AHA Conference 2022 Day 2

Geelong Waterfront 2011, Dtfman, https://commons.wikimedia.org/wiki/File:Geelong_Waterfront.jpg

I started off the day early (8.30 a.m.) with a session on Jimmy Blacksmith/Jimmy Governor. Grace Brooks started off with a paper on Indigenous Labour History on Film which focused on Schepisi’s ‘The Chant of Jimmy Blacksmith’ (1978) and Warwick Thornton’s ‘Sweet Country’ (2017). This is part of her PhD research into depictions of labour relations more generally in Australian film. She argues that while not expecting film as a genre to be strictly historically correct, both films were successful in depicting indigenous labour history, rupturing the myth of Australian egalitarianism promulgated by blokey films like ‘Sunday Too Far Away’ or ‘Waterfront’. She notes that ‘Jimmy Blacksmith’ challenged the myth of indigenous indolence, and she suggested that the schoolteacher McCready acted as a mouthpiece for Schepisi’s own political views. She sees Thornton’s film, set in 1929 Northern Territory as a subversive form of the western, but without a musical score until the final credits. It utilizes non-linear storytelling, reflecting a First Nations approach and historically, it captures well the pastoralist and domestic service settings of Indigenous employment. Interestingly, both Schepesi and Thornton’s film depicted featured fence-building as the labour undertaken by their protagonists- a particularly resonant task given the appropriation of indigenous land. She suggests that Thornton’s film is more nuanced- that we are all angels and bastards. It seemed to me that Brooks was largely unaware of Keneally’s book (as distinct from the film) and his present-day discomfort with its telling of the story of Jimmie Blacksmith from the black perspective.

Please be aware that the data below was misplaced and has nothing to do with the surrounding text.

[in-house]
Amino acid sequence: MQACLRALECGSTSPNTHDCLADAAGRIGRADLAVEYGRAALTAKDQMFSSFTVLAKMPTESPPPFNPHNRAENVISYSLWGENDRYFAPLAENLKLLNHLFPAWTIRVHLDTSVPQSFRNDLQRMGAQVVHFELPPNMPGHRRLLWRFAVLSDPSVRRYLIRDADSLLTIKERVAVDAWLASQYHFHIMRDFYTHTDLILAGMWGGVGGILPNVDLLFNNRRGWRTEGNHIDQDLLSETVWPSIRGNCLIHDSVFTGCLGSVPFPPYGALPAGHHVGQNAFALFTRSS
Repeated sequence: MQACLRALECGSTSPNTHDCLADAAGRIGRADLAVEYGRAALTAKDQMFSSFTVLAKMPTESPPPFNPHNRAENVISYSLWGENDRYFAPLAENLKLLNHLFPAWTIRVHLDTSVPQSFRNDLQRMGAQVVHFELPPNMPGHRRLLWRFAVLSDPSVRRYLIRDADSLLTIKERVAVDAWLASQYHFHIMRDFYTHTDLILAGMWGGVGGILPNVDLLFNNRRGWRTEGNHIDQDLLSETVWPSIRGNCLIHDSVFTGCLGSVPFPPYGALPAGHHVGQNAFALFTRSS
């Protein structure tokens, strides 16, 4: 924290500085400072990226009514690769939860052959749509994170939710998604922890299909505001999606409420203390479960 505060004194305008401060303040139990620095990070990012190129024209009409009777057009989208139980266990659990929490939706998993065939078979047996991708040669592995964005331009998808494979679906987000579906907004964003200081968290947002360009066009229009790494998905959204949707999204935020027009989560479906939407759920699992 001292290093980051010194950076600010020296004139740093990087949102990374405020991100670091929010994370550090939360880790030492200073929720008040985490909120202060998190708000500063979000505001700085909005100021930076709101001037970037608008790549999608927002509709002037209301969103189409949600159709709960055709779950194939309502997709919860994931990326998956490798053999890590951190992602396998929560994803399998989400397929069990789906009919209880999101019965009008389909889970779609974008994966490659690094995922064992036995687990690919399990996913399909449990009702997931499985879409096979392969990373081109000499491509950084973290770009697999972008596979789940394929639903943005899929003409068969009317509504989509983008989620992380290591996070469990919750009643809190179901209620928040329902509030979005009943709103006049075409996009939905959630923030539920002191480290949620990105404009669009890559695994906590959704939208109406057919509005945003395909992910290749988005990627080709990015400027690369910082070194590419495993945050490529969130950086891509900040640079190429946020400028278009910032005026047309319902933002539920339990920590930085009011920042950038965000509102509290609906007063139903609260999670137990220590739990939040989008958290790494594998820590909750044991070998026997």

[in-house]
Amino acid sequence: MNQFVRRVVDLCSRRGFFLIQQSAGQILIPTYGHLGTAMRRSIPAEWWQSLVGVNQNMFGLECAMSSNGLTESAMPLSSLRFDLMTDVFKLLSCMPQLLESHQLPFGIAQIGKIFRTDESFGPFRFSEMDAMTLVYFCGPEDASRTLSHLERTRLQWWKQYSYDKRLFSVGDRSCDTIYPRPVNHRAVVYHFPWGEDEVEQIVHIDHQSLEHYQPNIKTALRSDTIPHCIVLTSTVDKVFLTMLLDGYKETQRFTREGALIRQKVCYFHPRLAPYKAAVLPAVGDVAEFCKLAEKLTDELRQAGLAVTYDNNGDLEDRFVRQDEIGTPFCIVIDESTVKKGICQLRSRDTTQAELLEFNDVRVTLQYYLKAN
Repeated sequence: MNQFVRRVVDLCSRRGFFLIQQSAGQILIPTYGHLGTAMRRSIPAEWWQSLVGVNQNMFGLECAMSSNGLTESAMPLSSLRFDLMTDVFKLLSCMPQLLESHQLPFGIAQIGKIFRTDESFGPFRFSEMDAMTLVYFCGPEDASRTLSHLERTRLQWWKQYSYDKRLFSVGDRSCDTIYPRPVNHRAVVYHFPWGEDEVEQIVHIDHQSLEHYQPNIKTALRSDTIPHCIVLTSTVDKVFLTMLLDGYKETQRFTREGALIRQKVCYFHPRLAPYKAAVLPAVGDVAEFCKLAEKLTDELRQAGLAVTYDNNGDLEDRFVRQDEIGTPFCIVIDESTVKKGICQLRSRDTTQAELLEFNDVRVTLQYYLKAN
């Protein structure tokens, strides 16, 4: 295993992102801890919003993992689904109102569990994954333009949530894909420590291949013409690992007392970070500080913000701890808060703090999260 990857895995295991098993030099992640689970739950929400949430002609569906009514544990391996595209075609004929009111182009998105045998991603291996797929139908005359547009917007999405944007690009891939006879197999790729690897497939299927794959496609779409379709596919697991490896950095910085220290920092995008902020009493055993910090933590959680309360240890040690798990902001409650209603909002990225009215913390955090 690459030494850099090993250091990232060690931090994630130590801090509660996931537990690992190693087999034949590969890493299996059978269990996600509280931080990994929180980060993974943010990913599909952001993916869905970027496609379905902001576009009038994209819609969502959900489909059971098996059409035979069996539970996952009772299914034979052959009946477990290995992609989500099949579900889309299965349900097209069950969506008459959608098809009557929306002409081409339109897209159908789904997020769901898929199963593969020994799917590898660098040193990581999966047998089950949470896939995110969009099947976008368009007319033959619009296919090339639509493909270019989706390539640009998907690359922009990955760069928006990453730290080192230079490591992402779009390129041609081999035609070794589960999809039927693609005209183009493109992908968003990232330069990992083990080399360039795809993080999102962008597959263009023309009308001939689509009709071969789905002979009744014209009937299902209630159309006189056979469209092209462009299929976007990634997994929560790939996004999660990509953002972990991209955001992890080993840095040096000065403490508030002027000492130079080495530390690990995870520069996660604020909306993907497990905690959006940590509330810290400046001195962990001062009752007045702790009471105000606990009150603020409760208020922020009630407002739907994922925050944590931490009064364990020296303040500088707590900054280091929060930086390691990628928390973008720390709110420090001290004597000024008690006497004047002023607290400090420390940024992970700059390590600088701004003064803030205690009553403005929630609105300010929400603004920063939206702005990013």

The second paper by Richard Evans was titled Jimmy Governor: Revisiting a Story of Murder and Consequences. As a criminologist and historian, he looked at Jimmy Governor as a historical/legal case, and focussed on Jimmy Governor rather than the fictionalized Jimmy Blacksmith. Like the earlier speaker, he does not expect film to live up to historical accuracy either, but he noted that Jimmy Blacksmith (both in film and book) did not feature the murder of the heavily pregnant Elizabeth O’Brien and her son, and the fairly credible allegations of rape that were not tested in court. He suggested that the victims of Governor’s crime tend to be pushed to the background, and that there is perhaps a degree of “what-about-ism” that arises when you are talking about violence within a colonial-violence environment. He noted the particular grudges that Governor held, and suggested that the shootings fit into the American “spree shooting” phenomenon that we speak of today. Rather refreshingly, he commented that he had hoped to mount an academic study of Governor but then found that it had already been done by Laurie Moore and Stephen Wilkins in their The True Story of Jimmy Governor (2001) some twenty years ago. At this point, I remembered that I have read this book (which is quite difficult to find today although can be print-on-demand) so I headed back to my own Reading Journal from 2003 to see what I thought of it.